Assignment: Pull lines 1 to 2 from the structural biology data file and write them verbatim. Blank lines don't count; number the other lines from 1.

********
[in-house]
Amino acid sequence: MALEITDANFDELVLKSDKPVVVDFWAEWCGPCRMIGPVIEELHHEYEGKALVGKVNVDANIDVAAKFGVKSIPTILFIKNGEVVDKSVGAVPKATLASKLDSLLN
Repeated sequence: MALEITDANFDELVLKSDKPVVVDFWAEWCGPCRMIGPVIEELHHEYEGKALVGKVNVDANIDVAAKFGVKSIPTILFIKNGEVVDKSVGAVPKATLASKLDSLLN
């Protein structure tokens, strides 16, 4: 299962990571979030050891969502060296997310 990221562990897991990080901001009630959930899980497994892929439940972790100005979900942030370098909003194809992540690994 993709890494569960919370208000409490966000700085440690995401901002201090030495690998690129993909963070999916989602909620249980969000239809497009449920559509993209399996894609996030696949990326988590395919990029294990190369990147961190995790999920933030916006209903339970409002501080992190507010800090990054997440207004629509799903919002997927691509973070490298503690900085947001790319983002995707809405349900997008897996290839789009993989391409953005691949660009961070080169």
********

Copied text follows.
[in-house]
Amino acid sequence: MALEITDANFDELVLKSDKPVVVDFWAEWCGPCRMIGPVIEELHHEYEGKALVGKVNVDANIDVAAKFGVKSIPTILFIKNGEVVDKSVGAVPKATLASKLDSLLN